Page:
Today was the day where I would have been keeping you up to date with the developments at the ACPO/APA conference day on PCCs, but it was not to be. Firstly ACPO and co. wanted £267 for me or any other would-be PCC to turn up today. They think we have money. By and large we don’t. Then after a slight kerfuffle that I may have been involved in, the price was reduced to £125. I didn’t find that convincing for something that was ‘mutually beneficial’, so I stayed away.
However, I had kept the day free in case ACPO finally saw sense, so we made good use of it by taking the kids to a nearby farm, where we all enjoyed ourselves, soaked up too much sun, and learnt about all the animals.
What I picked up while there, imperfectly, at a distance, and through the medium of my iPhone, was that some of the advice being handed out was about how police chiefs are not used to being involved in elections and needed to be very careful, particulary around treating candidates equally.
Which all seems a bit ironic, given that it would have been heard by…
…PCC candidates who are members of Police Authorities, who were using taxpayers’ money for them to attend and gain this insight on this important new role…
…a panelist chosen by their political party as a candidate, who attends for free…
…someone sent by their party as a panelist, even though that political party has not yet selected a candidate in their area, and who therefore has competitors both within and without, who attends for free…
…someone who picked themselves as a candidate, who attends for free…
… Never mind anyone who paid £267, anyone who paid £125, anyone who is currently a Chief Police Officer with a ‘cunning plan’ for a career change, anyone who accepted the places the LGA had for Independents (what about Independents who don’t associate with the LGA?), and of course excluding everyone who was a candidate who wouldn’t pay or play along.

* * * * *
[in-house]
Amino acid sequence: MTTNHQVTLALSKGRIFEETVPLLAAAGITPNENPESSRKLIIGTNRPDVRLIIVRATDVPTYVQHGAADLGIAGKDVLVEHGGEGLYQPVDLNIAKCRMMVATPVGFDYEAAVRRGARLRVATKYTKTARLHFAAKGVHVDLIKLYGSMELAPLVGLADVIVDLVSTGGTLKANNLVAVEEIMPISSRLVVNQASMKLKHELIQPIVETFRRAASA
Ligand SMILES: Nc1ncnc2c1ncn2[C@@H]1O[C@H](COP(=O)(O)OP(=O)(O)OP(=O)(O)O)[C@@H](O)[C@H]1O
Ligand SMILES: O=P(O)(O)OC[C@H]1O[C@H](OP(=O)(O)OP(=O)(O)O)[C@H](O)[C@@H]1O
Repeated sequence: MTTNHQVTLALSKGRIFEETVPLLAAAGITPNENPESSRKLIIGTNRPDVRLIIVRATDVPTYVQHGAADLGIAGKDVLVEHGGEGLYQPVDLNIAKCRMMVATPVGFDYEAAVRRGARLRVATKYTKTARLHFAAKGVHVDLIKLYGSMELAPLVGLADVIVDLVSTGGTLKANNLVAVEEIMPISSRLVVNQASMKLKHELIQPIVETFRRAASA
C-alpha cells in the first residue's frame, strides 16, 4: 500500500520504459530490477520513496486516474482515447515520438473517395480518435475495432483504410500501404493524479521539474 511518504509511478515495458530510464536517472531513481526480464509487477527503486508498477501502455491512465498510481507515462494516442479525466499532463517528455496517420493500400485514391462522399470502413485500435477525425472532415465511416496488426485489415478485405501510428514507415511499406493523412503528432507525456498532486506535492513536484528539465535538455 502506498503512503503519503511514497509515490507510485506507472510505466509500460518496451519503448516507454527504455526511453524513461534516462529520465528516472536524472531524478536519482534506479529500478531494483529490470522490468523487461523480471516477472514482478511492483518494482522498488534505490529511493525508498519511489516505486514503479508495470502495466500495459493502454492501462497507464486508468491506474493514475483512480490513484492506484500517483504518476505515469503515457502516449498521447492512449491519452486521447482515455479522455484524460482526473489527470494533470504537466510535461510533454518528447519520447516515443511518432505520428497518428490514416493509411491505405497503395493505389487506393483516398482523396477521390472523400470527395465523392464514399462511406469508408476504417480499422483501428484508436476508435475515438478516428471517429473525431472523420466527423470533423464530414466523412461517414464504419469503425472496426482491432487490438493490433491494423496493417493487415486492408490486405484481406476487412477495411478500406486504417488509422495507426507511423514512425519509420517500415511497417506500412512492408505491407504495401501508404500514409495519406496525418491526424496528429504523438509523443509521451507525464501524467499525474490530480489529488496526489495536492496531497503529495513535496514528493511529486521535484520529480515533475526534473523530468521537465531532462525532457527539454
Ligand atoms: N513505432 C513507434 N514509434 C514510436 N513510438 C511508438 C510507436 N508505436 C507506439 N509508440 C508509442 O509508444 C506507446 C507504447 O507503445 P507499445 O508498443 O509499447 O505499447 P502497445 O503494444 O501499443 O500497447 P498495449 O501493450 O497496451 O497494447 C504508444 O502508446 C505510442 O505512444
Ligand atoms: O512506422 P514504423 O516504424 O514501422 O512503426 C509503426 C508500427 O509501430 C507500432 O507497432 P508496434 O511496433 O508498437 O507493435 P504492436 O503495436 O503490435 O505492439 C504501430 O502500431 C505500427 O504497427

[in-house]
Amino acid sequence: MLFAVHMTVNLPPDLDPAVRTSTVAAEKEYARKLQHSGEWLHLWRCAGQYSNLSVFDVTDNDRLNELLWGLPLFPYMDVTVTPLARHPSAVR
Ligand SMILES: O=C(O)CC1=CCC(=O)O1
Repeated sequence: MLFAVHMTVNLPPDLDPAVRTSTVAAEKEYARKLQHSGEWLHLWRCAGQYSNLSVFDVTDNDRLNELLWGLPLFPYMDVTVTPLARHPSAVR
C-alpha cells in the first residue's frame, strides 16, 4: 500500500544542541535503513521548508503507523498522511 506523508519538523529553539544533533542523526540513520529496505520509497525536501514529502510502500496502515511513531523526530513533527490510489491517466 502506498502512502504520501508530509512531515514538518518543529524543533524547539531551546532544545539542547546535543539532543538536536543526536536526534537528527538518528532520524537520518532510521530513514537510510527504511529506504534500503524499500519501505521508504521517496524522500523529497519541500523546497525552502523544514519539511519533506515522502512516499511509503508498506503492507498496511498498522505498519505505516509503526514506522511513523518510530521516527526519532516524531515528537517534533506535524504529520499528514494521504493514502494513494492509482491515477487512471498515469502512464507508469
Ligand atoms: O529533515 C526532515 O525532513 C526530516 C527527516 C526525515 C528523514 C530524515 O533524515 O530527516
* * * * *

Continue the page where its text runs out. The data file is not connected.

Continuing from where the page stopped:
Yes. Police chiefs were told how important it was to treat candidates equally at the very conference where they were failing to do just that.
Another thing I noted was that Bernard Hogan-Howe told police chiefs it was SUMO time – time for them to Shut Up and Move On on the topic of whether we should have PCCs. Personally, I think it was innappropriate for them to have ever done anything else.
We also learned two other important points:-
1) that Chief Constables are being advised not to have meetings with candidates. That certainly is the case in my own area, as can be seen here.
2) As Mick Thwaites put it “Good first session,#acpoconference,just told I am a nobody, until I hand over cash,and get 100 misguided individuals to sign my application!“
I must raise my hands and plead guilty here. I use the term ‘candidate’ on this site rather loosely, to refer to people who are trying to get their party’s nomination, to those who have succeeded and to those who say they want to run. But no-one is legally a candidate until they are nominated- with £5,000 and 100 signatures.
But if you put those 2 facts together, what is a Chief Constable to do?
If no-one is a candidate then there is no-one you have to treat equally – you can do what you want till mid-October, can’t you?
Or alternatively, almost everyone is a potential candidate, so if you are a Chief Constable who isn’t meeting candidates, then you can’t really meet anyone, lest they turn into a candidate in the next few months.
Welcome to ‘equality’. It isn’t fairness. It’s what currently and bizarrely passes for it in ‘PC’ world.
I’m thinking the farm was a better use of a day.